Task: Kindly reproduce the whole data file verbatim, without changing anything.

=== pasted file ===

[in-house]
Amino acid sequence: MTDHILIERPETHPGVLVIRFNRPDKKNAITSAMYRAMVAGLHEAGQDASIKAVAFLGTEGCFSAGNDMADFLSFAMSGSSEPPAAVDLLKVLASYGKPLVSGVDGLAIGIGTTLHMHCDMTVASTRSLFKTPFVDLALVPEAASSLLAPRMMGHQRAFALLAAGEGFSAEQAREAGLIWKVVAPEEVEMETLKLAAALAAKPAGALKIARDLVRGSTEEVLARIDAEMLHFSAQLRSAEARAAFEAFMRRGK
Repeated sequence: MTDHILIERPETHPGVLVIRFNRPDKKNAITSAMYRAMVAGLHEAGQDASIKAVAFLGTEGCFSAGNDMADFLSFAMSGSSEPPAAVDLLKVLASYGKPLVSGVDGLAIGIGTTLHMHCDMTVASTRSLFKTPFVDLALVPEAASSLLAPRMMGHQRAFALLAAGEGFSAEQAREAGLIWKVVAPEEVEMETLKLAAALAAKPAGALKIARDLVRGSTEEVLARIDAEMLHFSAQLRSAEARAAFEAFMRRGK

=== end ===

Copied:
[in-house]
Amino acid sequence: MTDHILIERPETHPGVLVIRFNRPDKKNAITSAMYRAMVAGLHEAGQDASIKAVAFLGTEGCFSAGNDMADFLSFAMSGSSEPPAAVDLLKVLASYGKPLVSGVDGLAIGIGTTLHMHCDMTVASTRSLFKTPFVDLALVPEAASSLLAPRMMGHQRAFALLAAGEGFSAEQAREAGLIWKVVAPEEVEMETLKLAAALAAKPAGALKIARDLVRGSTEEVLARIDAEMLHFSAQLRSAEARAAFEAFMRRGK
Repeated sequence: MTDHILIERPETHPGVLVIRFNRPDKKNAITSAMYRAMVAGLHEAGQDASIKAVAFLGTEGCFSAGNDMADFLSFAMSGSSEPPAAVDLLKVLASYGKPLVSGVDGLAIGIGTTLHMHCDMTVASTRSLFKTPFVDLALVPEAASSLLAPRMMGHQRAFALLAAGEGFSAEQAREAGLIWKVVAPEEVEMETLKLAAALAAKPAGALKIARDLVRGSTEEVLARIDAEMLHFSAQLRSAEARAAFEAFMRRGK